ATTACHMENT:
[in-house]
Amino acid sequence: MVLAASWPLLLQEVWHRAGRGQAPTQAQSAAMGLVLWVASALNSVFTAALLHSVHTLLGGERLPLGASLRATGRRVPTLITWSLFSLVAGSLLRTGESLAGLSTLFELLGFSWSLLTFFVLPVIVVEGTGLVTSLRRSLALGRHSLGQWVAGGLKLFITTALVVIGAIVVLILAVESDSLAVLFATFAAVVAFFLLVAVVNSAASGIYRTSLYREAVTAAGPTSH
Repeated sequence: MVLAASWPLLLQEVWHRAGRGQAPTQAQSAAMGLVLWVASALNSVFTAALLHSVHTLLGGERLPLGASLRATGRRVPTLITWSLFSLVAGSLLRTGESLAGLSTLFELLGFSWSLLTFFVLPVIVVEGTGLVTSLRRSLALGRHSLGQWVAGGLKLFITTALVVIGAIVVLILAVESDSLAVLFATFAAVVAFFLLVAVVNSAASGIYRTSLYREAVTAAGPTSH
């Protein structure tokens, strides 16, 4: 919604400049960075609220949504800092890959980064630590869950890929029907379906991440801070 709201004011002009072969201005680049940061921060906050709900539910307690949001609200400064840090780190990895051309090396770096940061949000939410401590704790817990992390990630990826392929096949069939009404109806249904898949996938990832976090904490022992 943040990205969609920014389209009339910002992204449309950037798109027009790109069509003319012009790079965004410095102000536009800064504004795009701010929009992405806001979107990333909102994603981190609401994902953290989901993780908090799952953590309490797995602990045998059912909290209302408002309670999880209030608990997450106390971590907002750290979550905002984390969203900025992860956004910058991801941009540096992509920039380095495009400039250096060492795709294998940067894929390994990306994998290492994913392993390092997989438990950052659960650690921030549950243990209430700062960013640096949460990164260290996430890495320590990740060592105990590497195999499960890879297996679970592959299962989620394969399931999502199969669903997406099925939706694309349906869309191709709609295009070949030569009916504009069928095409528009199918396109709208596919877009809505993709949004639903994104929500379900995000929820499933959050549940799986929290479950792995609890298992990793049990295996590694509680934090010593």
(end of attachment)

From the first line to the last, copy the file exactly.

[in-house]
Amino acid sequence: MVLAASWPLLLQEVWHRAGRGQAPTQAQSAAMGLVLWVASALNSVFTAALLHSVHTLLGGERLPLGASLRATGRRVPTLITWSLFSLVAGSLLRTGESLAGLSTLFELLGFSWSLLTFFVLPVIVVEGTGLVTSLRRSLALGRHSLGQWVAGGLKLFITTALVVIGAIVVLILAVESDSLAVLFATFAAVVAFFLLVAVVNSAASGIYRTSLYREAVTAAGPTSH
Repeated sequence: MVLAASWPLLLQEVWHRAGRGQAPTQAQSAAMGLVLWVASALNSVFTAALLHSVHTLLGGERLPLGASLRATGRRVPTLITWSLFSLVAGSLLRTGESLAGLSTLFELLGFSWSLLTFFVLPVIVVEGTGLVTSLRRSLALGRHSLGQWVAGGLKLFITTALVVIGAIVVLILAVESDSLAVLFATFAAVVAFFLLVAVVNSAASGIYRTSLYREAVTAAGPTSH
């Protein structure tokens, strides 16, 4: 919604400049960075609220949504800092890959980064630590869950890929029907379906991440801070 709201004011002009072969201005680049940061921060906050709900539910307690949001609200400064840090780190990895051309090396770096940061949000939410401590704790817990992390990630990826392929096949069939009404109806249904898949996938990832976090904490022992 943040990205969609920014389209009339910002992204449309950037798109027009790109069509003319012009790079965004410095102000536009800064504004795009701010929009992405806001979107990333909102994603981190609401994902953290989901993780908090799952953590309490797995602990045998059912909290209302408002309670999880209030608990997450106390971590907002750290979550905002984390969203900025992860956004910058991801941009540096992509920039380095495009400039250096060492795709294998940067894929390994990306994998290492994913392993390092997989438990950052659960650690921030549950243990209430700062960013640096949460990164260290996430890495320590990740060592105990590497195999499960890879297996679970592959299962989620394969399931999502199969669903997406099925939706694309349906869309191709709609295009070949030569009916504009069928095409528009199918396109709208596919877009809505993709949004639903994104929500379900995000929820499933959050549940799986929290479950792995609890298992990793049990295996590694509680934090010593």